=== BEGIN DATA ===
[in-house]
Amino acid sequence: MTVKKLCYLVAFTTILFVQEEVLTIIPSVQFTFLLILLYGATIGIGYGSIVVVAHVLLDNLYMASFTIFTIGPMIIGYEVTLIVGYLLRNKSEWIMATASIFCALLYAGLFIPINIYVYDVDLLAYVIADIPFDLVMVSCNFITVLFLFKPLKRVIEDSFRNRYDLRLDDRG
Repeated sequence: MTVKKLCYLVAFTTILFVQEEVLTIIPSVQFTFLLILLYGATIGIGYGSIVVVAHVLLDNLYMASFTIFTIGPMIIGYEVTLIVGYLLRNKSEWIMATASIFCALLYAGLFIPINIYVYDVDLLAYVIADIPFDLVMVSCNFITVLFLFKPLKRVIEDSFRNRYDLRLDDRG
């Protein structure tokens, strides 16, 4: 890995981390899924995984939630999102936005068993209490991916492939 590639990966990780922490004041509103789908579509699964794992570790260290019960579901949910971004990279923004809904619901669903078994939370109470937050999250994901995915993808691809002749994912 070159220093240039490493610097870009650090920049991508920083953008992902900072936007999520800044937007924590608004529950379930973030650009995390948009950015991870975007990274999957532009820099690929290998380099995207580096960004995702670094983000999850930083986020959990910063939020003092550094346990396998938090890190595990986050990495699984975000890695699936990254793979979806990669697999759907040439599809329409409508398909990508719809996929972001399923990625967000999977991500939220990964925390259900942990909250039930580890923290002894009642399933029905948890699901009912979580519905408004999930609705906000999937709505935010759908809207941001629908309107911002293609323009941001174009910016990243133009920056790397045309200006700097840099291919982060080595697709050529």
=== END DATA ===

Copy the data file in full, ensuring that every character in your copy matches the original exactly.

[in-house]
Amino acid sequence: MTVKKLCYLVAFTTILFVQEEVLTIIPSVQFTFLLILLYGATIGIGYGSIVVVAHVLLDNLYMASFTIFTIGPMIIGYEVTLIVGYLLRNKSEWIMATASIFCALLYAGLFIPINIYVYDVDLLAYVIADIPFDLVMVSCNFITVLFLFKPLKRVIEDSFRNRYDLRLDDRG
Repeated sequence: MTVKKLCYLVAFTTILFVQEEVLTIIPSVQFTFLLILLYGATIGIGYGSIVVVAHVLLDNLYMASFTIFTIGPMIIGYEVTLIVGYLLRNKSEWIMATASIFCALLYAGLFIPINIYVYDVDLLAYVIADIPFDLVMVSCNFITVLFLFKPLKRVIEDSFRNRYDLRLDDRG
């Protein structure tokens, strides 16, 4: 890995981390899924995984939630999102936005068993209490991916492939 590639990966990780922490004041509103789908579509699964794992570790260290019960579901949910971004990279923004809904619901669903078994939370109470937050999250994901995915993808691809002749994912 070159220093240039490493610097870009650090920049991508920083953008992902900072936007999520800044937007924590608004529950379930973030650009995390948009950015991870975007990274999957532009820099690929290998380099995207580096960004995702670094983000999850930083986020959990910063939020003092550094346990396998938090890190595990986050990495699984975000890695699936990254793979979806990669697999759907040439599809329409409508398909990508719809996929972001399923990625967000999977991500939220990964925390259900942990909250039930580890923290002894009642399933029905948890699901009912979580519905408004999930609705906000999937709505935010759908809207941001629908309107911002293609323009941001174009910016990243133009920056790397045309200006700097840099291919982060080595697709050529």